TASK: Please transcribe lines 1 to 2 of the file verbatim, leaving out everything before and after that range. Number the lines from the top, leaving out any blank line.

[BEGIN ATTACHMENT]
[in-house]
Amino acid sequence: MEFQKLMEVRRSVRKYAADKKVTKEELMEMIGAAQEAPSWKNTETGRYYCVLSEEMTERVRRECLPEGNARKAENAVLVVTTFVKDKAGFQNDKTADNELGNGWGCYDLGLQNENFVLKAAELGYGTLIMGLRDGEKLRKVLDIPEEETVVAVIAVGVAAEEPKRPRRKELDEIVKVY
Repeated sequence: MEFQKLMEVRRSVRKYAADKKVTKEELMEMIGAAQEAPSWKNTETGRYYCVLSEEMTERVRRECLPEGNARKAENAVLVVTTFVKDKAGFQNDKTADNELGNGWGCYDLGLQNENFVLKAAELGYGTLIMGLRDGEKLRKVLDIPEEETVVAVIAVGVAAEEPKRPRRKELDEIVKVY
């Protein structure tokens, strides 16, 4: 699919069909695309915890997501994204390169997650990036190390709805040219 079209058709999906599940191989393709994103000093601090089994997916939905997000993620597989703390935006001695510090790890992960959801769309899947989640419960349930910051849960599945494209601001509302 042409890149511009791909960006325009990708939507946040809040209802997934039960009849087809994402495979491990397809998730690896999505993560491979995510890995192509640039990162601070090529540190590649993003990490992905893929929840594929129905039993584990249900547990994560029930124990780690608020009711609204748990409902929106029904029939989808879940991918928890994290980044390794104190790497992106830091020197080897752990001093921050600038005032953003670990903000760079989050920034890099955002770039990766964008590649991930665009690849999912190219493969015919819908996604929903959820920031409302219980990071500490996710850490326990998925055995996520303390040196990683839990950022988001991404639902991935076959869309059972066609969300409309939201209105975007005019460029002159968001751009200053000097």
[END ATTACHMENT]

[in-house]
Amino acid sequence: MEFQKLMEVRRSVRKYAADKKVTKEELMEMIGAAQEAPSWKNTETGRYYCVLSEEMTERVRRECLPEGNARKAENAVLVVTTFVKDKAGFQNDKTADNELGNGWGCYDLGLQNENFVLKAAELGYGTLIMGLRDGEKLRKVLDIPEEETVVAVIAVGVAAEEPKRPRRKELDEIVKVY